Írta: Rajcsányi Gellért
The significance of the student protests of December in Hungary should not be underestimated or, for that matter, overblown either. To the extent that these are apolitical groups, they are finding their own voice, articulating demands and organizing, and that should always be considered an encouraging sign in our young democracy. Any real public debate of current events is welcomed. Higher education reform remains a real issue and this could prove yet to be a high stakes matter for the government.
Since 1989 in Hungary, it seems that we have seen steady five- to six-year cycles of youth activism. The generation of the regime change of 1989-90, which was the original Fidesz and Fidesz-generation, was probably the strongest and ultimately the most successful in winning real political power. Later, the mid-90s brought demonstrations against the era defined by Lajos Bokros, then finance minister in the Socialist-Liberal government of Gyula Horn and author of the austerity package, and his plans to introduce tuition fees.
At the end of the 1990s and leading up to the 2002 election year, youth mobilized again, this time against the post-communist leftist elites. The events of the autumn of 2006, the demonstrations against the discredited Socialist Prime Minister Ferenc Gyurcsány and the infamous Balatonőszöd speech inspired yet another generation of youth activists. This new political force, indignant at the lies of the Socialist-Liberal regime, contributed to the changes that came in 2010. And now, it seems we have a new generation of youth activists emerging, finding their own voice.
Upon closer examination, though, the landscape is interesting. The main organizations behind recent demonstrations are the National Conference of Student Self-Governments, or HÖOK as they are known by their Hungarian acronym. The other major player is the Student Network, or HaHa. HÖOK is the old, establishment organization of Hungarian students, but its large and rigid network has shown itself less than effective in recent years and has faced mounting student criticism of its leadership. HaHa has emerged as a much fresher and smaller movement with quite leftist ideals. Their aim is to stop budget cuts on education, to push the government into more public debate and negotiations with the students, and to mobilize the student masses for more political activity. While formal ties remain ambiguous, HaHa clearly represents progressive left-liberal opposition positions, and their leaders and supporters are vehement critics of the conservative aims of the current Hungarian government.
While we have seen some civic demonstrations against the government in the last 2 years, some of which led to the launch of the Milla movement (the subject of one of our previous posts), the protests of university and even high school students bring a potentially significant new development. One proof is that these events have moved all the opposition parties. The radical, right-wing Jobbik, the green-liberal LMP, the small DK party of the former Socialist Prime Minister Ferenc Gyurcsány as well as the Socialists have all tried to capitalize on the situation by supporting the students. In similar fashion, a plethora of online and offline news magazines and opposition-oriented blogs have dedicated much attention to the demonstrations, sometimes exaggerating the dimensions of the conflict.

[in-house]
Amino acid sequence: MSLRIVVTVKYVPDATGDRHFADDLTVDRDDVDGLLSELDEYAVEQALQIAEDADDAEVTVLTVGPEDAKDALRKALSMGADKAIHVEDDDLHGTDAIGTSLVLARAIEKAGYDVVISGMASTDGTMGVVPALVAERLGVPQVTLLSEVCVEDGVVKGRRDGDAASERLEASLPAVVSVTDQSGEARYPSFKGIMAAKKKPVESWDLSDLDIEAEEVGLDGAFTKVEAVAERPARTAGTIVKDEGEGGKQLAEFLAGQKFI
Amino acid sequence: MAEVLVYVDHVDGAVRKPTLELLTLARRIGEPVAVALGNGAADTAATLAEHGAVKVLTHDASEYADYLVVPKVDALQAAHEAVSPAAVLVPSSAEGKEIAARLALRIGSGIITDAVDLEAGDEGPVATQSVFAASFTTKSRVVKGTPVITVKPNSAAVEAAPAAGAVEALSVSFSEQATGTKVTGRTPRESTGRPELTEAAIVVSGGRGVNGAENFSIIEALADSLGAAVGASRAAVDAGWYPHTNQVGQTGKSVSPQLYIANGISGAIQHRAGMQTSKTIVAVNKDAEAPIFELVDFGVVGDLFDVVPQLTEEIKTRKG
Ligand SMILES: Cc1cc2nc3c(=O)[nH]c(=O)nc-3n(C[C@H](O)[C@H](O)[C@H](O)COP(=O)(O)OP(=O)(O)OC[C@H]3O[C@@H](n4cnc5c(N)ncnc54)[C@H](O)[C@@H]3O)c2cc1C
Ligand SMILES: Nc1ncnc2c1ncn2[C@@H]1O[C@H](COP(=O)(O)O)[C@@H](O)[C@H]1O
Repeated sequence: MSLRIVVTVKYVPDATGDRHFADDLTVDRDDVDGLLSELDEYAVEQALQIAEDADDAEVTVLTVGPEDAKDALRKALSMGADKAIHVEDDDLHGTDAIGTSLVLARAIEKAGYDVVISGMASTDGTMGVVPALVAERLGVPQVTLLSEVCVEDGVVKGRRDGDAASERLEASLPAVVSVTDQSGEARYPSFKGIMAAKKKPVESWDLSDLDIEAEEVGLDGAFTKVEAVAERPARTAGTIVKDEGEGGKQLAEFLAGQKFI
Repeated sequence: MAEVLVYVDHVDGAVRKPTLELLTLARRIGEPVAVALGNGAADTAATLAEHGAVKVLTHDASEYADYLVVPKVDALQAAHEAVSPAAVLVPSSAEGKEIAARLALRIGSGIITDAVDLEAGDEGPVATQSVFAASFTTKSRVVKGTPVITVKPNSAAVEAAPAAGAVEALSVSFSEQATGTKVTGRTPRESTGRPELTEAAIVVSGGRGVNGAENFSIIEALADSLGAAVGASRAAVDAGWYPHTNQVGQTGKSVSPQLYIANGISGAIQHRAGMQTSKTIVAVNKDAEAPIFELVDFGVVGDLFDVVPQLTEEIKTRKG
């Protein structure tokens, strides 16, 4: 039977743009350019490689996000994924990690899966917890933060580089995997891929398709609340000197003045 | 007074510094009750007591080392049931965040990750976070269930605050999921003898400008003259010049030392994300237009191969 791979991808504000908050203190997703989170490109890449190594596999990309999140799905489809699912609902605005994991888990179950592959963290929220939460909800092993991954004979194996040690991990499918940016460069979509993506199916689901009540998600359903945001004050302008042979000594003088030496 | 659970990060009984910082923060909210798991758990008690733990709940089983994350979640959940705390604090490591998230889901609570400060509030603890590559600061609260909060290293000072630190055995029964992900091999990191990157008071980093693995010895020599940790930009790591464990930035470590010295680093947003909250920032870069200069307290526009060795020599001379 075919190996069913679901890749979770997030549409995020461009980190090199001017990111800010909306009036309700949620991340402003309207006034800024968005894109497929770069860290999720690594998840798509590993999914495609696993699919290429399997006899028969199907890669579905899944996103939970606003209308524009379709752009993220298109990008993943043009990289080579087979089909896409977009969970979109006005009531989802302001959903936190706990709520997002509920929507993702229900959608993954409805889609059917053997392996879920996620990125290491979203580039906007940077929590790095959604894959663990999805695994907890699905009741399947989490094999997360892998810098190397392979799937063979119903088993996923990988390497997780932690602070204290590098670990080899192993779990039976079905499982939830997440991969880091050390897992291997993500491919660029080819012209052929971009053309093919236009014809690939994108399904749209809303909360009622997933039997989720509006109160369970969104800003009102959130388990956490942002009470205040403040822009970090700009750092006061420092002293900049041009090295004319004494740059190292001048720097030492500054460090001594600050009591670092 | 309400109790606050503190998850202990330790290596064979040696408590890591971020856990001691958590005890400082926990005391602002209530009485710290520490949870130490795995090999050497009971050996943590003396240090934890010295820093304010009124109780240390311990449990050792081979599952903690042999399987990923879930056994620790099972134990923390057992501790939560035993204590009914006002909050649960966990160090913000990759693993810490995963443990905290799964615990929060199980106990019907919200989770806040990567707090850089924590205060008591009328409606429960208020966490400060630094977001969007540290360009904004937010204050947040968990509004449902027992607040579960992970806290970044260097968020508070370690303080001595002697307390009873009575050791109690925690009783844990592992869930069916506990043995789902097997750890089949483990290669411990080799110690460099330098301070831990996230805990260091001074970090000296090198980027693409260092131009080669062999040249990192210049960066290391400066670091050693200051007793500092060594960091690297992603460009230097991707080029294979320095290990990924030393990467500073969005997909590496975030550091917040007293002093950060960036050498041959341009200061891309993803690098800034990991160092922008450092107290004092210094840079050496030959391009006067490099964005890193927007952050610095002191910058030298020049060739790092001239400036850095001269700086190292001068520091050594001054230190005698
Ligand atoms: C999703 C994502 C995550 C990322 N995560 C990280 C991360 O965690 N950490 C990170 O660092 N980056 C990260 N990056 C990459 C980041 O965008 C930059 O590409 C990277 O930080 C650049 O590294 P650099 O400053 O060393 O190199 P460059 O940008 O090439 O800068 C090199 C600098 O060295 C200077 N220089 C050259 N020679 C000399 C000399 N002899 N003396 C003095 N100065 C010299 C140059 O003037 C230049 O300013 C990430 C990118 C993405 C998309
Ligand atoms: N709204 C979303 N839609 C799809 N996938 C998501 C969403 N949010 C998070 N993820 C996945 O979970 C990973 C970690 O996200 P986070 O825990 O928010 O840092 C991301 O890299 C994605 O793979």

That opposition forces attempt to benefit from the dissatisfaction of the youth is no surprise. Fidesz itself has profited from situations like these in the past, enjoying the image of “the party of the young people” and demonstrating against tuition fees in the past. An important difference, however, in the current situation, is that for the first time since the change of the regime, radical, new leftist organizations are among the loudest voices in the current student movements.
Before Christmas, the students announced a possible strike while articulating demands that they insist should serve as the basis of debates. In a situation like this, the government should be open to compromise.
And so it happened: the first plans appeared so drastic that the government ultimately had to revise them despite the austere fiscal situation. Just prior to the Christmas break, the government stated that it will pay full tuition for every student who meets certain standards of academic achievement, finishes studies within in a set period of time, and commits to working in Hungary for a particular period of time following graduation. To qualify for tuition support, students would have to achieve certain minimum scores in preliminary exams.
Finally, in another concession, the government promised that the number of students supported by the state would not be lower than last year's, that is 55 thousand students. With that decision, one of the most important demands of the students became partially fulfilled.
So, while compromise on the reforms has alleviated some of the tension, and the students concentrate to get through their exam weeks, we have yet to hear the last word from the outspoken student groups.